But just outside the city is the Toro Toro National Park, home to brontosauri footprints and canyons so deep you’ll want to scream at the abyss.
Maybe the most tranquil little mountain town in all of South America, Samaipata’s hostels are inexpensive, its streets are cobbled, and its crisp mountain air makes you buy just one more baby alpaca’s wool blanket to nap in.
Near the town’s plaza it’s easy to find guides who’ll take you trekking in the green mountains. It’s not uncommon to see condors, who smell the food in your pack, drift in and hover, sometimes just meters above your copiously sun-screened forehead.
Known for hidden waterfalls and spirit-healing plants, Samaipata is an ideal destination for anyone looking to relax, rejuvenate, and reap the benefits of Andean mountain magic.
6. Sajama National Park
Bolivia’s oldest national park boasts its highest mountain, the snow-capped volcano that gives the park its name.
In Sajama, some of the highest forests in the world shelter some of our rarest animals, from Andean mountain cats to flamingos to spectacled bears.
And then, just as the altitude is getting to be too much, relax and submerge yourself into one of Sajama’s thermal springs.
Welcome to the jungle, but not just any jungle. Rurrenabaque and the surrounding area boast what some biologists argue is the most diverse and varied ecosystem on earth. To even begin a list of species would take so much time that the entire Amazon rainforest would be one giant soybean farm before I was finished writing it. Even still, how could I resist mentioning the howler monkeys, the anacondas, the pink dolphins, and, of course, the caimans — giant South American gators who eyes glow under the river at night.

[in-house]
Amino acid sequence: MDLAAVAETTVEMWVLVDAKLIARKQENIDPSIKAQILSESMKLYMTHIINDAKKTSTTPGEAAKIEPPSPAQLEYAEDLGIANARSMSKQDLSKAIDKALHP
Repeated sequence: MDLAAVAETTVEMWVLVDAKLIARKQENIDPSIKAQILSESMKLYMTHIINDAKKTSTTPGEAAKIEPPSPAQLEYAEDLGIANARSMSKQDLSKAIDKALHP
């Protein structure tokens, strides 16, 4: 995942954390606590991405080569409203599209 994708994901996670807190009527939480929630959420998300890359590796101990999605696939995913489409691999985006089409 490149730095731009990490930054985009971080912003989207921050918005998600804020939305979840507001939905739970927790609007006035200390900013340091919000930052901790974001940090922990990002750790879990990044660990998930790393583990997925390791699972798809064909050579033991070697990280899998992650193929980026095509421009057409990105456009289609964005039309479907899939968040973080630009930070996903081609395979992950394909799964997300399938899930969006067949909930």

Canoe tours, jeep tours, intense machete-crazed survival tours deep into the pampas — these are just the beginning. If you have any interest in meeting that which some locals call “the jaguar mother” Rurrenabaque is the place. (This website is no way condones the licking of frogs’ backs, not without professional supervision.)
Practical advice: bring mosquito repellent and long sleeves — but not black. Locals claim that mosquitos are drawn to black clothing because it makes them think you’re an animal. (Also, for complex ecosystem reasons, please don’t feed the monkeys!)
8. Jesuit Missions in Santa Cruz
It is recommended that, before visiting the history-rich Jesuit Missions outside Santa Cruz, you watch the major motion picture The Mission which, although set in Paraguay, apparently sourced much of its research from number 8 on our list.
Regardless of your interest in religion, this place’s awestriking architecture is not to be missed. In general, the feeling of this place is one that even nonbelievers are likely to describe as holy, especially when the choirs begin to sing.
Known as the safest city in Bolivia, Tupiza is a great place to kick back in between stays in larger municipalities.
Besides a popular guided tour to the spot where Butch Cassidy and the Sundance Kid allegedly met their end, Tupiza is the place to go horseback riding.
Bolivia isn’t known for its wine, but once you visit Tarija, you’ll think that it should be. Any hostel or tour guide will be able to point you toward a wine route. Rent a bike or walk. Or enjoy inexpensive, high-quality wine right here in the city’s old town, where its neoclassical architecture makes you wonder, as you sip your vino, if you’ve somehow arrived in the Mediterranean.